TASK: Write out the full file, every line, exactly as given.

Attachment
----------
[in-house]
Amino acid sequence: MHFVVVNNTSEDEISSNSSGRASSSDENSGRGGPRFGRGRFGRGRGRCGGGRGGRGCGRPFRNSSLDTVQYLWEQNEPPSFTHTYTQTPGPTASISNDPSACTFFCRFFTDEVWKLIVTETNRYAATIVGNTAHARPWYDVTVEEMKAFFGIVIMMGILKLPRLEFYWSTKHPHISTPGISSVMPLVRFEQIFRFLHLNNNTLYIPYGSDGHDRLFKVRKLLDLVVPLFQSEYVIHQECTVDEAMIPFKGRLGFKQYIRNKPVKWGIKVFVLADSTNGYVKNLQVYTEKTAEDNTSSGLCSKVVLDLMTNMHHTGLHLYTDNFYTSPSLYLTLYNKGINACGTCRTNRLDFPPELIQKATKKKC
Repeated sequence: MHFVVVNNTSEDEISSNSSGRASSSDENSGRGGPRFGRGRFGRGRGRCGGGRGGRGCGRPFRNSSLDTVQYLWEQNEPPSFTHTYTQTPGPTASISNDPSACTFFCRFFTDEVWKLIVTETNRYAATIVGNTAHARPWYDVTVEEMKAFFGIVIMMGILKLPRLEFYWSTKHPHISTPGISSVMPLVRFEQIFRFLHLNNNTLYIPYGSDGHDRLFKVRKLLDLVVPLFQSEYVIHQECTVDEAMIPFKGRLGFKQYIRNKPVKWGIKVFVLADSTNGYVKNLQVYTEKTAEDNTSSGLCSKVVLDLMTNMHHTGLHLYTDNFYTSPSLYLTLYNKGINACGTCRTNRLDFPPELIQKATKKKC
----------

[in-house]
Amino acid sequence: MHFVVVNNTSEDEISSNSSGRASSSDENSGRGGPRFGRGRFGRGRGRCGGGRGGRGCGRPFRNSSLDTVQYLWEQNEPPSFTHTYTQTPGPTASISNDPSACTFFCRFFTDEVWKLIVTETNRYAATIVGNTAHARPWYDVTVEEMKAFFGIVIMMGILKLPRLEFYWSTKHPHISTPGISSVMPLVRFEQIFRFLHLNNNTLYIPYGSDGHDRLFKVRKLLDLVVPLFQSEYVIHQECTVDEAMIPFKGRLGFKQYIRNKPVKWGIKVFVLADSTNGYVKNLQVYTEKTAEDNTSSGLCSKVVLDLMTNMHHTGLHLYTDNFYTSPSLYLTLYNKGINACGTCRTNRLDFPPELIQKATKKKC
Repeated sequence: MHFVVVNNTSEDEISSNSSGRASSSDENSGRGGPRFGRGRFGRGRGRCGGGRGGRGCGRPFRNSSLDTVQYLWEQNEPPSFTHTYTQTPGPTASISNDPSACTFFCRFFTDEVWKLIVTETNRYAATIVGNTAHARPWYDVTVEEMKAFFGIVIMMGILKLPRLEFYWSTKHPHISTPGISSVMPLVRFEQIFRFLHLNNNTLYIPYGSDGHDRLFKVRKLLDLVVPLFQSEYVIHQECTVDEAMIPFKGRLGFKQYIRNKPVKWGIKVFVLADSTNGYVKNLQVYTEKTAEDNTSSGLCSKVVLDLMTNMHHTGLHLYTDNFYTSPSLYLTLYNKGINACGTCRTNRLDFPPELIQKATKKKC